- The Washington Times - Monday, March 10, 2003

SYDNEY, Australia A study of early life in Australia has re-dated the age of the continent's oldest human remains Mungo Man and Mungo Lady at 40,000 years, researchers announced recently.
It was previously estimated Mungo Man dated from 62,000 years ago and Mungo Lady from 32,000 years. The re-dating is important because it is the first time scientists have agreed on the ages of the remains, confirming that people have lived in Australia for much longer than once thought.
"Australia's colonization is one of the keys to our understanding of how Homo sapiens evolved and spread around the world, so it is critical we get the story correct," team leader Jim Bowler, a professor at the University of Melbourne, told UPI.
Lake Mungo, where the burial sites were found, is the name given to a series of large, relic Pleistocene lake beds located in the desert about 620 miles west of Sydney.
Pleistocene is the era after the ice age and before recent time, between 1.8 million and 11,000 years ago. In the Pleistocene, the lakes contained water and small groups of people lived, fished and hunted nearby.
In these soft sands, Mr. Bowler discovered a charred skeleton in 1969 that he named Mungo Lady. Returning in 1974, he found a second complete skeleton, caked with red ocher, near the previous find; this became known as Mungo Man.
The site is significant because it is the world's earliest well-dated example of sophisticated burial rituals. In particular, Mungo Lady is the world's earliest recorded cremation.
In 1999, researchers estimated the age of Mungo Man to be 62,000 years.
"This rocked established ideas, as it showed Mungo Man to be the oldest human remains in Australia," said Mr. Bowler. Previously, it had been thought people had not entered Australia until, at most, 40,000 years ago.
Because of the intense debate, Mr. Bowler gathered a new, interdisciplinary team, ran independent lab trials and, for the first time, included the descendants of the Mungo people in the project. The intent was to put an end to the debate.
The new study used a dating method called optically stimulated luminescence, to date the last time sand grains buried above and below the grave were exposed to the sun. This method is preferred to carbon dating because it is more reliable beyond 40,000 years.
"The new finding confirms that the first Australians had colonized the country by 50,000 years ago," Mr. Bowler said.
The Mungo remains have held great fascination for scientists since they were first uncovered. One reason, according to Mr. Bowler, "is the cultural richness of these people, with their stone technologies, art and sophisticated burial practices."
The greatest reason for their fame is that Mungo Man and Mungo Lady are Homo sapiens, not dissimilar in appearance from Australia's current-day Aboriginal people. This has sparked debate about how they came to be there.
"Remember, Homo sapiens were just starting to take over from Neanderthals in Europe, and there was no sign of people in America," Mr. Bowler said. "And there are no comparable finds in near Asia."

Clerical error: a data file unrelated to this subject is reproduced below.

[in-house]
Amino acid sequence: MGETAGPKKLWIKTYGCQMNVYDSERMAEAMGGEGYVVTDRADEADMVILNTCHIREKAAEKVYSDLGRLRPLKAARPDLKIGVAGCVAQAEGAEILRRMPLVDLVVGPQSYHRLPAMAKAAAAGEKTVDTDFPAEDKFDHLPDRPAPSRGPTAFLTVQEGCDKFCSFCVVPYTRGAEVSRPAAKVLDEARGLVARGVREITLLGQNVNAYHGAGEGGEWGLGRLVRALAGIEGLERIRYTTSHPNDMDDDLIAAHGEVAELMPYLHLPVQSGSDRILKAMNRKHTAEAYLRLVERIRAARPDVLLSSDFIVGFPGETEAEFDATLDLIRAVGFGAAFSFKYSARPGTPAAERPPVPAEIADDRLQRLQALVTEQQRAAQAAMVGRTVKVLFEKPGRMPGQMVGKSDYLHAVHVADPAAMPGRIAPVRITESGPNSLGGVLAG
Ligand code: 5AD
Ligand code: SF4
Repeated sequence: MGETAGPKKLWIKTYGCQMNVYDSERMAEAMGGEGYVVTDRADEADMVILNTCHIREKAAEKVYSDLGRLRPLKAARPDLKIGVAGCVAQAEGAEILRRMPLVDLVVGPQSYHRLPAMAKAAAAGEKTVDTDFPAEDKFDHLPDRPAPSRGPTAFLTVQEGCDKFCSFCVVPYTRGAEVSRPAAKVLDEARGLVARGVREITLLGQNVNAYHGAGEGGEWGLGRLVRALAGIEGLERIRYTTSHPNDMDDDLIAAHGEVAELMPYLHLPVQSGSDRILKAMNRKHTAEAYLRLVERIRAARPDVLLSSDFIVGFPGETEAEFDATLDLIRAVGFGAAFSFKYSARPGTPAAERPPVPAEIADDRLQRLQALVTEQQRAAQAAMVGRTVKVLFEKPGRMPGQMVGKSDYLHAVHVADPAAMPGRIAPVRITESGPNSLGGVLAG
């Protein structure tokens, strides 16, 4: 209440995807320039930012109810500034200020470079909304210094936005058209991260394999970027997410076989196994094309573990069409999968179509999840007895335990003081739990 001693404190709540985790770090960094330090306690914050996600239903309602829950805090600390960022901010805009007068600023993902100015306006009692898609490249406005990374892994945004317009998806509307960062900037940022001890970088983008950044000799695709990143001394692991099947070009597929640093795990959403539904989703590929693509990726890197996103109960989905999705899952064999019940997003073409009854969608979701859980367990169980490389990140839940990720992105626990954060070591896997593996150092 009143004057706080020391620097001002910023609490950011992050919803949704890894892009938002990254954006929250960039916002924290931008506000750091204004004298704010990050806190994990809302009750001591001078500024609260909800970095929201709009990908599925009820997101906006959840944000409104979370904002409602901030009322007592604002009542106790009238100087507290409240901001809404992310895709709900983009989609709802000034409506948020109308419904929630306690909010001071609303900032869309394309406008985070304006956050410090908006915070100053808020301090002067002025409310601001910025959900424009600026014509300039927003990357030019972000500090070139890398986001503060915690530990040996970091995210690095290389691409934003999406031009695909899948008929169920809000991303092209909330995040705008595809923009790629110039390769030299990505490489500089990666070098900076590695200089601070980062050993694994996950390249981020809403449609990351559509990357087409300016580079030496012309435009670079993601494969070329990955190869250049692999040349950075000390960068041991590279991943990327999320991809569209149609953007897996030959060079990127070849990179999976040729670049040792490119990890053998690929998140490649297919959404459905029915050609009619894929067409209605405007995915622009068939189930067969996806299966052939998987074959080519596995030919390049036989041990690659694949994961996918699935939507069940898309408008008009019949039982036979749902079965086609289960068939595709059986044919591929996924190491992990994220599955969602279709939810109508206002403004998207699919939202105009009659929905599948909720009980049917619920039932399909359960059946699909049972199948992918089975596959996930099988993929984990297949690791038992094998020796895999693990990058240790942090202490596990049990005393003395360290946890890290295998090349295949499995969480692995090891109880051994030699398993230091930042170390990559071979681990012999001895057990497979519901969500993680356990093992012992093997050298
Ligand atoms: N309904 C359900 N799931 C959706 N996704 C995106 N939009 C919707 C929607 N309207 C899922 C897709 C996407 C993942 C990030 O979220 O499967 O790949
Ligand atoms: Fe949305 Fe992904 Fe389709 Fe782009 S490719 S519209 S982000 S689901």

"The history of humans on all continents is always controversial," Mike Archer, a paleontologist and director of the Australian Museum, told UPI.
Mr. Archer said the common theory is that Homo sapiens came to Australia from Flores, in Indonesia, drifting with the currents on bamboo rafts.
"But it's also possible that Homo sapiens evolved in Australia from the first people who came in, and spread back through Indonesia and then to the rest of the world," Mr. Archer said. "This is an Australia-centric view, but it's possible. After all, many groups of birds originated here."
Mr. Bowler does not consider the new Mungo finding adds anything new to the story of Homo sapiens, other than clarifying the time record in Australia. Mr. Archer agrees.
"Mungo is just a last moment on the human evolutionary tree, but it is very important to Australia," Mr. Archer added.
So, is this the last word on Mungo?
"Not likely," said Mr. Archer. "The results may not be credible. Besides, we need to understand that people have been in Australia longer than we think. There is a good chance for deposits and skeletal remains much, much older than those at Mungo. I believe Mungo is the beginning of the story, not the end."
John Mulvaney, emeritus professor of archaeology at the Australian National University in Canberra, who worked at Lake Mungo in the 1960s and '70s, agrees.
"I'm quite happy with the re-dating. But I'd like to see more work to verify the dates," he said. "The fascinating thing about Mungo is that there are so few remains from this period. And here at Mungo we have evidence of such a complex society. These people had crossed Australia, they had fire, they had ocher taken from a place perhaps hundreds of kilometers away, and they had these sophisticated burial rituals."
The re-dating and some other details in this report were published in the Feb. 20 issue of Nature.

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